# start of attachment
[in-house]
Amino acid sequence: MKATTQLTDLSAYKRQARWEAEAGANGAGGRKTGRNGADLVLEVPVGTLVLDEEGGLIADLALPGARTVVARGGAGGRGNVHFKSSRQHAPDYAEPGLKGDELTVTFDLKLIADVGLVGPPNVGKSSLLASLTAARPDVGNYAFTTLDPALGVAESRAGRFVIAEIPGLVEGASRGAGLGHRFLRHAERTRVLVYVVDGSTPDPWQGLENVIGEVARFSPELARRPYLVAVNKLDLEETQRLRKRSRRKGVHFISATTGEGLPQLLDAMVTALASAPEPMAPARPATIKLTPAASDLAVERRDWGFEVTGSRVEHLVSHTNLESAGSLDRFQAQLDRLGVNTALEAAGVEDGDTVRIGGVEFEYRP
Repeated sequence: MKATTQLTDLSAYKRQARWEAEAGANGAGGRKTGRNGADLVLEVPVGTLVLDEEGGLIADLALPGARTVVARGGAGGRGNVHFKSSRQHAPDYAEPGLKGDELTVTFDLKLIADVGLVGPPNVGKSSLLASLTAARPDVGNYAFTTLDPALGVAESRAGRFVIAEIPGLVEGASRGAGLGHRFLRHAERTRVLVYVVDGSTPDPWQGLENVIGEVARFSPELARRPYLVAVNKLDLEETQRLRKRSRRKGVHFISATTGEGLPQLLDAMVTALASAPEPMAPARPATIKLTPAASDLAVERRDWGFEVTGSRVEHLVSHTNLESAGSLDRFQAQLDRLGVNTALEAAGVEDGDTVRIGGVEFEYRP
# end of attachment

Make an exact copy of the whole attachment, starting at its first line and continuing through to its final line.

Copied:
[in-house]
Amino acid sequence: MKATTQLTDLSAYKRQARWEAEAGANGAGGRKTGRNGADLVLEVPVGTLVLDEEGGLIADLALPGARTVVARGGAGGRGNVHFKSSRQHAPDYAEPGLKGDELTVTFDLKLIADVGLVGPPNVGKSSLLASLTAARPDVGNYAFTTLDPALGVAESRAGRFVIAEIPGLVEGASRGAGLGHRFLRHAERTRVLVYVVDGSTPDPWQGLENVIGEVARFSPELARRPYLVAVNKLDLEETQRLRKRSRRKGVHFISATTGEGLPQLLDAMVTALASAPEPMAPARPATIKLTPAASDLAVERRDWGFEVTGSRVEHLVSHTNLESAGSLDRFQAQLDRLGVNTALEAAGVEDGDTVRIGGVEFEYRP
Repeated sequence: MKATTQLTDLSAYKRQARWEAEAGANGAGGRKTGRNGADLVLEVPVGTLVLDEEGGLIADLALPGARTVVARGGAGGRGNVHFKSSRQHAPDYAEPGLKGDELTVTFDLKLIADVGLVGPPNVGKSSLLASLTAARPDVGNYAFTTLDPALGVAESRAGRFVIAEIPGLVEGASRGAGLGHRFLRHAERTRVLVYVVDGSTPDPWQGLENVIGEVARFSPELARRPYLVAVNKLDLEETQRLRKRSRRKGVHFISATTGEGLPQLLDAMVTALASAPEPMAPARPATIKLTPAASDLAVERRDWGFEVTGSRVEHLVSHTNLESAGSLDRFQAQLDRLGVNTALEAAGVEDGDTVRIGGVEFEYRP